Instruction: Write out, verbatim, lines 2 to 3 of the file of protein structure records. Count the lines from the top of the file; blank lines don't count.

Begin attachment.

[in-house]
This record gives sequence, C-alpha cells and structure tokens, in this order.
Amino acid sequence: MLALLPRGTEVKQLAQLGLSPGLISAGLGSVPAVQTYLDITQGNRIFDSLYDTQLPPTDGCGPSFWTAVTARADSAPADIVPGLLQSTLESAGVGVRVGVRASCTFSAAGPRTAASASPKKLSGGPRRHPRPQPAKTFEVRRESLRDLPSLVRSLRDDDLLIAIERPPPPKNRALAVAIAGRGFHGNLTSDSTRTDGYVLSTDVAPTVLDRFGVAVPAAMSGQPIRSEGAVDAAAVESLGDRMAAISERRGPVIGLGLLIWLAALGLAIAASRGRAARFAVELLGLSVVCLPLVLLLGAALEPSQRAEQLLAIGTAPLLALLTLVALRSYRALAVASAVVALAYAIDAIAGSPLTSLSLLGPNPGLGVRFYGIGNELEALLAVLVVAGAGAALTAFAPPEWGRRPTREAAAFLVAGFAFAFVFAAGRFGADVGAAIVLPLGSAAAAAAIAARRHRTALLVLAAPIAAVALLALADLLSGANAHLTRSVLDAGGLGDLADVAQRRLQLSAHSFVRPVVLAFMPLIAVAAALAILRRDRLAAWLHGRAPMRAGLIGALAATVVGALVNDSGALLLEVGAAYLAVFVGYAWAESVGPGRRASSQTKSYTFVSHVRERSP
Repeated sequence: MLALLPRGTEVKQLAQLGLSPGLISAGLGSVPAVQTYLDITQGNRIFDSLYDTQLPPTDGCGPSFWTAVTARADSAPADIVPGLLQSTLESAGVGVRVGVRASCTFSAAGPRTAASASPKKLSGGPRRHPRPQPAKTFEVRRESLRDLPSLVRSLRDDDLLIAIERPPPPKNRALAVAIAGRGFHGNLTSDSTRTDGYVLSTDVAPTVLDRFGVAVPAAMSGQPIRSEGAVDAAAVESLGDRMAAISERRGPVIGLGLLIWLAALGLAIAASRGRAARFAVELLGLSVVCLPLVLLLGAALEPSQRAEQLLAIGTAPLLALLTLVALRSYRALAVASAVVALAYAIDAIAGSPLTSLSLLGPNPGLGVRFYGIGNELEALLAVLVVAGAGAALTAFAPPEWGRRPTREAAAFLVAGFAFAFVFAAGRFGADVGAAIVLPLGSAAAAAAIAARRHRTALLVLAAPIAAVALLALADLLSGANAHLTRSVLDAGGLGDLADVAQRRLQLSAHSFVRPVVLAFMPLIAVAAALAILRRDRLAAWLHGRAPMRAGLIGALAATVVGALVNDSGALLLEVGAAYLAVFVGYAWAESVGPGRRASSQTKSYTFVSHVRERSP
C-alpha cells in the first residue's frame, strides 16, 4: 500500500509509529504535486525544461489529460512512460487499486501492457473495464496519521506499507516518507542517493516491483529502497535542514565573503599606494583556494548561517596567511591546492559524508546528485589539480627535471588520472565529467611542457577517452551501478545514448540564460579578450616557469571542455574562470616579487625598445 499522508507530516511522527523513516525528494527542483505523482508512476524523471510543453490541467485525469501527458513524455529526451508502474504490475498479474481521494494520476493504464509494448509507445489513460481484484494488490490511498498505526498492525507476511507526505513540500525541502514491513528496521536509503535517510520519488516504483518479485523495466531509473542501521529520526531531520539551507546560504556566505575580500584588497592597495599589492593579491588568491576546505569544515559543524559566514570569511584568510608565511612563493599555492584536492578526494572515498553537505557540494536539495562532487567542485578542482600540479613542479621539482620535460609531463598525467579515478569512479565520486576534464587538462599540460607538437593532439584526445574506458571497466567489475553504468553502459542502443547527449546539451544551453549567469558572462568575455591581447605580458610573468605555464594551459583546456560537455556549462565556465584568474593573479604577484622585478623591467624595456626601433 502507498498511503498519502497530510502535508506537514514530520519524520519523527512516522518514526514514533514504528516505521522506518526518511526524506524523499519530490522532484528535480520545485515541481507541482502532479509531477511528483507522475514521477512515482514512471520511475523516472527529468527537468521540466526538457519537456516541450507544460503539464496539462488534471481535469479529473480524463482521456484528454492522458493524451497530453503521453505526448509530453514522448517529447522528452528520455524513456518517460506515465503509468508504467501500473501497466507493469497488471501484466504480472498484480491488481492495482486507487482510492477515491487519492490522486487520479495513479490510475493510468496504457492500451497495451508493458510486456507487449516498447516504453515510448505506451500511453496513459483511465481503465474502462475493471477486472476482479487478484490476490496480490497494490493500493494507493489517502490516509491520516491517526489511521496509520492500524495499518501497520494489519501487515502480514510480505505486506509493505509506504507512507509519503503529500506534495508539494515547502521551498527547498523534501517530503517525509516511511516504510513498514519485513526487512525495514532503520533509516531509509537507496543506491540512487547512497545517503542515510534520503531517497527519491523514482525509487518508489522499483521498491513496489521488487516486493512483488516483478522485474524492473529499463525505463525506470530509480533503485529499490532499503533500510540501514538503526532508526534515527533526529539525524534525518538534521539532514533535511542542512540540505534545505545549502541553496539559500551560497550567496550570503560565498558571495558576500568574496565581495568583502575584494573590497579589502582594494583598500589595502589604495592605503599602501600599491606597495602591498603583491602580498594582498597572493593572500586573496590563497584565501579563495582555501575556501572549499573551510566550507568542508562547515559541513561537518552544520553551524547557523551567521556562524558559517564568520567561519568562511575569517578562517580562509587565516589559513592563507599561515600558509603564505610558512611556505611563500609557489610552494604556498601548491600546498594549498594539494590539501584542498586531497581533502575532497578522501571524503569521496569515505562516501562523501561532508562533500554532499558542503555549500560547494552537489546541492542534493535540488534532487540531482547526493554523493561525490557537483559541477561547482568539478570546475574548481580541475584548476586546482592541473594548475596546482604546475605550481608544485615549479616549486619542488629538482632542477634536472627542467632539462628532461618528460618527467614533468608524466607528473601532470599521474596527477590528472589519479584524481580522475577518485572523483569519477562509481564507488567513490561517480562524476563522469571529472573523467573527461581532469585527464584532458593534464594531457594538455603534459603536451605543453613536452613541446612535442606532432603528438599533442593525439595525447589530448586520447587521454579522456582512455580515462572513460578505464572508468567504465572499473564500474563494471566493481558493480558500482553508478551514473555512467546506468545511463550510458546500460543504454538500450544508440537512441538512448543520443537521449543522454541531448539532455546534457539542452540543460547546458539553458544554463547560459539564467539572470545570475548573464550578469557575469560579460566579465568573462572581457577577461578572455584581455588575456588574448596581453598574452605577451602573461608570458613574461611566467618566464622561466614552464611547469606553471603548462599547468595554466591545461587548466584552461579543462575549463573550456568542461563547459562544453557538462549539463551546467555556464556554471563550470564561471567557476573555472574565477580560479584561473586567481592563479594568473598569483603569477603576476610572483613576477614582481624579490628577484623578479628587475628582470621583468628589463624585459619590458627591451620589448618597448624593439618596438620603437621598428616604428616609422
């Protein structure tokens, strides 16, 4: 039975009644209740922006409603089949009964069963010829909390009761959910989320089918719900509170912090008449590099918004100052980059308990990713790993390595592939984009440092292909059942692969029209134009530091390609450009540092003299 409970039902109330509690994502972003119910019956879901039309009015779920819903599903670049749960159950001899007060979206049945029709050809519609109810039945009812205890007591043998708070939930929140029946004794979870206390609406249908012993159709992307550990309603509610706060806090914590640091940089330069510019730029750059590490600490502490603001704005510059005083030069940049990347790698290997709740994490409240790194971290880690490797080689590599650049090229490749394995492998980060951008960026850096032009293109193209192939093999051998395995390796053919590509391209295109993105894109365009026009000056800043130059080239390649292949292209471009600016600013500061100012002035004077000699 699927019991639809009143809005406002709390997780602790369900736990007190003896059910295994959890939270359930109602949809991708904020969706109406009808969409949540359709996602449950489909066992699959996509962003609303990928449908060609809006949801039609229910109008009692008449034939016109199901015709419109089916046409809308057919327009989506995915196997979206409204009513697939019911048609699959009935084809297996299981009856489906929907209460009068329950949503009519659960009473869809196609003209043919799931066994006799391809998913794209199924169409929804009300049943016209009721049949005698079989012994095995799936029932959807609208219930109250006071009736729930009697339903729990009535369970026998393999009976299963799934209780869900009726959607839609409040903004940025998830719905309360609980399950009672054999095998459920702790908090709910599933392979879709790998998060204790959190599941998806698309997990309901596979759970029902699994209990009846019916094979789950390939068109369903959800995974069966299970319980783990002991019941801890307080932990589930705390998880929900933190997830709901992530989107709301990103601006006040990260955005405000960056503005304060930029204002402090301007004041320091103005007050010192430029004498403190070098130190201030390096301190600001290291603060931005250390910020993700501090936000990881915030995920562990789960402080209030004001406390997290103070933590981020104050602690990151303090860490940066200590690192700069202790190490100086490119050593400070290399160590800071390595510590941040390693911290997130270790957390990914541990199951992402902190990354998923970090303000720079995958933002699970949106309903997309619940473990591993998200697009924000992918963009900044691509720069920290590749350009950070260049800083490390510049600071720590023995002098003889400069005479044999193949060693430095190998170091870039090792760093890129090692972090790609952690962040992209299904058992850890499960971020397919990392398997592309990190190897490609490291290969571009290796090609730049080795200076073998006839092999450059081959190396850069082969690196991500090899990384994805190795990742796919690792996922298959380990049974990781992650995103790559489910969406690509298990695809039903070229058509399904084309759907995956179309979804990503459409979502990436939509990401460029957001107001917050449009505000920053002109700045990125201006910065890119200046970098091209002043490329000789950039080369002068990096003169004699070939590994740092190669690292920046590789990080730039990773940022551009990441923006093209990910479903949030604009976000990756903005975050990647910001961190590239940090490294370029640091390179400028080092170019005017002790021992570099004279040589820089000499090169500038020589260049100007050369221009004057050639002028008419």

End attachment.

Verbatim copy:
This record gives sequence, C-alpha cells and structure tokens, in this order.
Amino acid sequence: MLALLPRGTEVKQLAQLGLSPGLISAGLGSVPAVQTYLDITQGNRIFDSLYDTQLPPTDGCGPSFWTAVTARADSAPADIVPGLLQSTLESAGVGVRVGVRASCTFSAAGPRTAASASPKKLSGGPRRHPRPQPAKTFEVRRESLRDLPSLVRSLRDDDLLIAIERPPPPKNRALAVAIAGRGFHGNLTSDSTRTDGYVLSTDVAPTVLDRFGVAVPAAMSGQPIRSEGAVDAAAVESLGDRMAAISERRGPVIGLGLLIWLAALGLAIAASRGRAARFAVELLGLSVVCLPLVLLLGAALEPSQRAEQLLAIGTAPLLALLTLVALRSYRALAVASAVVALAYAIDAIAGSPLTSLSLLGPNPGLGVRFYGIGNELEALLAVLVVAGAGAALTAFAPPEWGRRPTREAAAFLVAGFAFAFVFAAGRFGADVGAAIVLPLGSAAAAAAIAARRHRTALLVLAAPIAAVALLALADLLSGANAHLTRSVLDAGGLGDLADVAQRRLQLSAHSFVRPVVLAFMPLIAVAAALAILRRDRLAAWLHGRAPMRAGLIGALAATVVGALVNDSGALLLEVGAAYLAVFVGYAWAESVGPGRRASSQTKSYTFVSHVRERSP